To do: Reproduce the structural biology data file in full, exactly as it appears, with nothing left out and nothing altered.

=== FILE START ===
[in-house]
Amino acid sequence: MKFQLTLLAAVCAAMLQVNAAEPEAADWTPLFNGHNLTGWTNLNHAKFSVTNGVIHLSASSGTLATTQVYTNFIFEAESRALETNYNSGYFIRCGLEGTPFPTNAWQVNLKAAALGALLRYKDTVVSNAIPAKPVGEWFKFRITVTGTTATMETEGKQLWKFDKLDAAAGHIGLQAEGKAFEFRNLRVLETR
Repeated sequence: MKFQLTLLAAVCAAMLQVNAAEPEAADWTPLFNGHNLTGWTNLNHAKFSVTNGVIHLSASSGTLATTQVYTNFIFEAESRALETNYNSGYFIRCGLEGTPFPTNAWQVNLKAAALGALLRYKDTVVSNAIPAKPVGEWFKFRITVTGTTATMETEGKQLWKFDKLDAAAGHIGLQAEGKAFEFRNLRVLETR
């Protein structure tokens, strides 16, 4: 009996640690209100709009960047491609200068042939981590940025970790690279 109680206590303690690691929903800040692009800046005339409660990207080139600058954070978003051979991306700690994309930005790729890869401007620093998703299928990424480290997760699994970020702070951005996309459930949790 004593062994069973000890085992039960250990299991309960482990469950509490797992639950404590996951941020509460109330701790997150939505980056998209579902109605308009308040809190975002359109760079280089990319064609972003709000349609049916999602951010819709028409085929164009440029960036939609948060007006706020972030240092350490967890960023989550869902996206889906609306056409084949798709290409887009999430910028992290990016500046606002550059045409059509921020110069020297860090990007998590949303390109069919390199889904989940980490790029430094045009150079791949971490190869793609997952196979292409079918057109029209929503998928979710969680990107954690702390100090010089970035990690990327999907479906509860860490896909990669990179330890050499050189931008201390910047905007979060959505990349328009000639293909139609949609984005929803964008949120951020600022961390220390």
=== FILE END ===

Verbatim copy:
[in-house]
Amino acid sequence: MKFQLTLLAAVCAAMLQVNAAEPEAADWTPLFNGHNLTGWTNLNHAKFSVTNGVIHLSASSGTLATTQVYTNFIFEAESRALETNYNSGYFIRCGLEGTPFPTNAWQVNLKAAALGALLRYKDTVVSNAIPAKPVGEWFKFRITVTGTTATMETEGKQLWKFDKLDAAAGHIGLQAEGKAFEFRNLRVLETR
Repeated sequence: MKFQLTLLAAVCAAMLQVNAAEPEAADWTPLFNGHNLTGWTNLNHAKFSVTNGVIHLSASSGTLATTQVYTNFIFEAESRALETNYNSGYFIRCGLEGTPFPTNAWQVNLKAAALGALLRYKDTVVSNAIPAKPVGEWFKFRITVTGTTATMETEGKQLWKFDKLDAAAGHIGLQAEGKAFEFRNLRVLETR
């Protein structure tokens, strides 16, 4: 009996640690209100709009960047491609200068042939981590940025970790690279 109680206590303690690691929903800040692009800046005339409660990207080139600058954070978003051979991306700690994309930005790729890869401007620093998703299928990424480290997760699994970020702070951005996309459930949790 004593062994069973000890085992039960250990299991309960482990469950509490797992639950404590996951941020509460109330701790997150939505980056998209579902109605308009308040809190975002359109760079280089990319064609972003709000349609049916999602951010819709028409085929164009440029960036939609948060007006706020972030240092350490967890960023989550869902996206889906609306056409084949798709290409887009999430910028992290990016500046606002550059045409059509921020110069020297860090990007998590949303390109069919390199889904989940980490790029430094045009150079791949971490190869793609997952196979292409079918057109029209929503998928979710969680990107954690702390100090010089970035990690990327999907479906509860860490896909990669990179330890050499050189931008201390910047905007979060959505990349328009000639293909139609949609984005929803964008949120951020600022961390220390």